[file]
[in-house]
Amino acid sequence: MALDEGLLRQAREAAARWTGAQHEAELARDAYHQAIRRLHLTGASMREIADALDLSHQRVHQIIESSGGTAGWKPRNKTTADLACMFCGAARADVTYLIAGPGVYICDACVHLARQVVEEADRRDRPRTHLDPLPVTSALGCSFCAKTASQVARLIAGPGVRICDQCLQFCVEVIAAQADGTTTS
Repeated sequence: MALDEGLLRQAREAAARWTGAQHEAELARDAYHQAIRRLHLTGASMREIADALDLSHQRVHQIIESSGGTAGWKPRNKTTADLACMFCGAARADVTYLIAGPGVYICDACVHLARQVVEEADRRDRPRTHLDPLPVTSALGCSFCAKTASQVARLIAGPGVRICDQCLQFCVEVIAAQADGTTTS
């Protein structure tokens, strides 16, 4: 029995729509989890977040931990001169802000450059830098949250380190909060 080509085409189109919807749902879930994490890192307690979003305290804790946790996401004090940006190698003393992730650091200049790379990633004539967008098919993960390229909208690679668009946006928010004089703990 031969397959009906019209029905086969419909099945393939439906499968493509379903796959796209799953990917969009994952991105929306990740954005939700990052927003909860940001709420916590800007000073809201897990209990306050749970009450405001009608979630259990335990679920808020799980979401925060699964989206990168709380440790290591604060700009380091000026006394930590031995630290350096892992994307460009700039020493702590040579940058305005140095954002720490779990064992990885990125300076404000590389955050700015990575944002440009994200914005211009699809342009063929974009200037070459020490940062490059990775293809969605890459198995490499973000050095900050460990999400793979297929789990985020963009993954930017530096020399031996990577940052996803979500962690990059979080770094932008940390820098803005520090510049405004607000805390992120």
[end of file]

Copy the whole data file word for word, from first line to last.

[in-house]
Amino acid sequence: MALDEGLLRQAREAAARWTGAQHEAELARDAYHQAIRRLHLTGASMREIADALDLSHQRVHQIIESSGGTAGWKPRNKTTADLACMFCGAARADVTYLIAGPGVYICDACVHLARQVVEEADRRDRPRTHLDPLPVTSALGCSFCAKTASQVARLIAGPGVRICDQCLQFCVEVIAAQADGTTTS
Repeated sequence: MALDEGLLRQAREAAARWTGAQHEAELARDAYHQAIRRLHLTGASMREIADALDLSHQRVHQIIESSGGTAGWKPRNKTTADLACMFCGAARADVTYLIAGPGVYICDACVHLARQVVEEADRRDRPRTHLDPLPVTSALGCSFCAKTASQVARLIAGPGVRICDQCLQFCVEVIAAQADGTTTS
């Protein structure tokens, strides 16, 4: 029995729509989890977040931990001169802000450059830098949250380190909060 080509085409189109919807749902879930994490890192307690979003305290804790946790996401004090940006190698003393992730650091200049790379990633004539967008098919993960390229909208690679668009946006928010004089703990 031969397959009906019209029905086969419909099945393939439906499968493509379903796959796209799953990917969009994952991105929306990740954005939700990052927003909860940001709420916590800007000073809201897990209990306050749970009450405001009608979630259990335990679920808020799980979401925060699964989206990168709380440790290591604060700009380091000026006394930590031995630290350096892992994307460009700039020493702590040579940058305005140095954002720490779990064992990885990125300076404000590389955050700015990575944002440009994200914005211009699809342009063929974009200037070459020490940062490059990775293809969605890459198995490499973000050095900050460990999400793979297929789990985020963009993954930017530096020399031996990577940052996803979500962690990059979080770094932008940390820098803005520090510049405004607000805390992120």